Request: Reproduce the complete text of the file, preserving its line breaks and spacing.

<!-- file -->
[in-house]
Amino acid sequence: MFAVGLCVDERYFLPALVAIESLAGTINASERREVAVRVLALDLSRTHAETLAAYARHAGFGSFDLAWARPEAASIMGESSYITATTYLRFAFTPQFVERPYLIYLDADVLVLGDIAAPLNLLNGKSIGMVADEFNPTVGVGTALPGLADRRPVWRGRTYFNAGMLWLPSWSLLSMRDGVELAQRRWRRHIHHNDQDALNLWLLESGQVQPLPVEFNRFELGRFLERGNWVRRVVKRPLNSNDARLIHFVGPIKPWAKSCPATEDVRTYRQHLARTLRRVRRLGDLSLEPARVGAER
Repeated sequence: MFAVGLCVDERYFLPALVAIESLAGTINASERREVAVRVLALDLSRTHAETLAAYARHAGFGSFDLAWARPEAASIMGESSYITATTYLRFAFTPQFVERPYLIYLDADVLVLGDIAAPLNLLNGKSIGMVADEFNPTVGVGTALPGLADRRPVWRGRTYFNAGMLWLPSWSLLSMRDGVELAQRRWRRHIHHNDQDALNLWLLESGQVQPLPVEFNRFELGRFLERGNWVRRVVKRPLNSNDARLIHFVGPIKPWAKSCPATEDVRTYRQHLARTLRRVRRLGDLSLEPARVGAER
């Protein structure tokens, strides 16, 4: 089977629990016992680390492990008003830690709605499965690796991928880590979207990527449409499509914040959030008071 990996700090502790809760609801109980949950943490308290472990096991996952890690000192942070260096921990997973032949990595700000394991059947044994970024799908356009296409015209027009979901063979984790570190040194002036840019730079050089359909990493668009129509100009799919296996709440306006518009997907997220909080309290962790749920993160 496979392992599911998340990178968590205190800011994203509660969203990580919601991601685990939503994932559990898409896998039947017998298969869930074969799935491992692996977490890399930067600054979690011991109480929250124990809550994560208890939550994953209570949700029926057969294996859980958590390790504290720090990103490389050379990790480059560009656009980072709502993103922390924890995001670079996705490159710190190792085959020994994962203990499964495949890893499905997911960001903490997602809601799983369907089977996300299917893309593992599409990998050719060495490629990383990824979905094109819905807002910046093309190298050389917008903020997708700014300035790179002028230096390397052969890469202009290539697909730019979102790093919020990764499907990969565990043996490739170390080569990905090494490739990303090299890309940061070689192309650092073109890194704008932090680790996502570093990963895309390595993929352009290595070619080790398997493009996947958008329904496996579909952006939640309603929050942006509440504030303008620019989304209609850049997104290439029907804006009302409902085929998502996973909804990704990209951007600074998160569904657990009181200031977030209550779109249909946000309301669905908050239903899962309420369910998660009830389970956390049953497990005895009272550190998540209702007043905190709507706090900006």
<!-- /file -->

[in-house]
Amino acid sequence: MFAVGLCVDERYFLPALVAIESLAGTINASERREVAVRVLALDLSRTHAETLAAYARHAGFGSFDLAWARPEAASIMGESSYITATTYLRFAFTPQFVERPYLIYLDADVLVLGDIAAPLNLLNGKSIGMVADEFNPTVGVGTALPGLADRRPVWRGRTYFNAGMLWLPSWSLLSMRDGVELAQRRWRRHIHHNDQDALNLWLLESGQVQPLPVEFNRFELGRFLERGNWVRRVVKRPLNSNDARLIHFVGPIKPWAKSCPATEDVRTYRQHLARTLRRVRRLGDLSLEPARVGAER
Repeated sequence: MFAVGLCVDERYFLPALVAIESLAGTINASERREVAVRVLALDLSRTHAETLAAYARHAGFGSFDLAWARPEAASIMGESSYITATTYLRFAFTPQFVERPYLIYLDADVLVLGDIAAPLNLLNGKSIGMVADEFNPTVGVGTALPGLADRRPVWRGRTYFNAGMLWLPSWSLLSMRDGVELAQRRWRRHIHHNDQDALNLWLLESGQVQPLPVEFNRFELGRFLERGNWVRRVVKRPLNSNDARLIHFVGPIKPWAKSCPATEDVRTYRQHLARTLRRVRRLGDLSLEPARVGAER
């Protein structure tokens, strides 16, 4: 089977629990016992680390492990008003830690709605499965690796991928880590979207990527449409499509914040959030008071 990996700090502790809760609801109980949950943490308290472990096991996952890690000192942070260096921990997973032949990595700000394991059947044994970024799908356009296409015209027009979901063979984790570190040194002036840019730079050089359909990493668009129509100009799919296996709440306006518009997907997220909080309290962790749920993160 496979392992599911998340990178968590205190800011994203509660969203990580919601991601685990939503994932559990898409896998039947017998298969869930074969799935491992692996977490890399930067600054979690011991109480929250124990809550994560208890939550994953209570949700029926057969294996859980958590390790504290720090990103490389050379990790480059560009656009980072709502993103922390924890995001670079996705490159710190190792085959020994994962203990499964495949890893499905997911960001903490997602809601799983369907089977996300299917893309593992599409990998050719060495490629990383990824979905094109819905807002910046093309190298050389917008903020997708700014300035790179002028230096390397052969890469202009290539697909730019979102790093919020990764499907990969565990043996490739170390080569990905090494490739990303090299890309940061070689192309650092073109890194704008932090680790996502570093990963895309390595993929352009290595070619080790398997493009996947958008329904496996579909952006939640309603929050942006509440504030303008620019989304209609850049997104290439029907804006009302409902085929998502996973909804990704990209951007600074998160569904657990009181200031977030209550779109249909946000309301669905908050239903899962309420369910998660009830389970956390049953497990005895009272550190998540209702007043905190709507706090900006």